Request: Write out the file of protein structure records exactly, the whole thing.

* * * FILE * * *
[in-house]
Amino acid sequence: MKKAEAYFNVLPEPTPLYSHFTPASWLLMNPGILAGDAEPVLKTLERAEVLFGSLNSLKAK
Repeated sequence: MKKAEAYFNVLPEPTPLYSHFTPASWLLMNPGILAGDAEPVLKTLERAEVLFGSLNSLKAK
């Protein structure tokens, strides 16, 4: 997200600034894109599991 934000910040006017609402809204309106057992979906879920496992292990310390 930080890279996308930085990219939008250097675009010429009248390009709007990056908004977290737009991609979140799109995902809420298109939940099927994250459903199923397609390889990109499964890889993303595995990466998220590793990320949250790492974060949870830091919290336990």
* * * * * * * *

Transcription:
[in-house]
Amino acid sequence: MKKAEAYFNVLPEPTPLYSHFTPASWLLMNPGILAGDAEPVLKTLERAEVLFGSLNSLKAK
Repeated sequence: MKKAEAYFNVLPEPTPLYSHFTPASWLLMNPGILAGDAEPVLKTLERAEVLFGSLNSLKAK
């Protein structure tokens, strides 16, 4: 997200600034894109599991 934000910040006017609402809204309106057992979906879920496992292990310390 930080890279996308930085990219939008250097675009010429009248390009709007990056908004977290737009991609979140799109995902809420298109939940099927994250459903199923397609390889990109499964890889993303595995990466998220590793990320949250790492974060949870830091919290336990």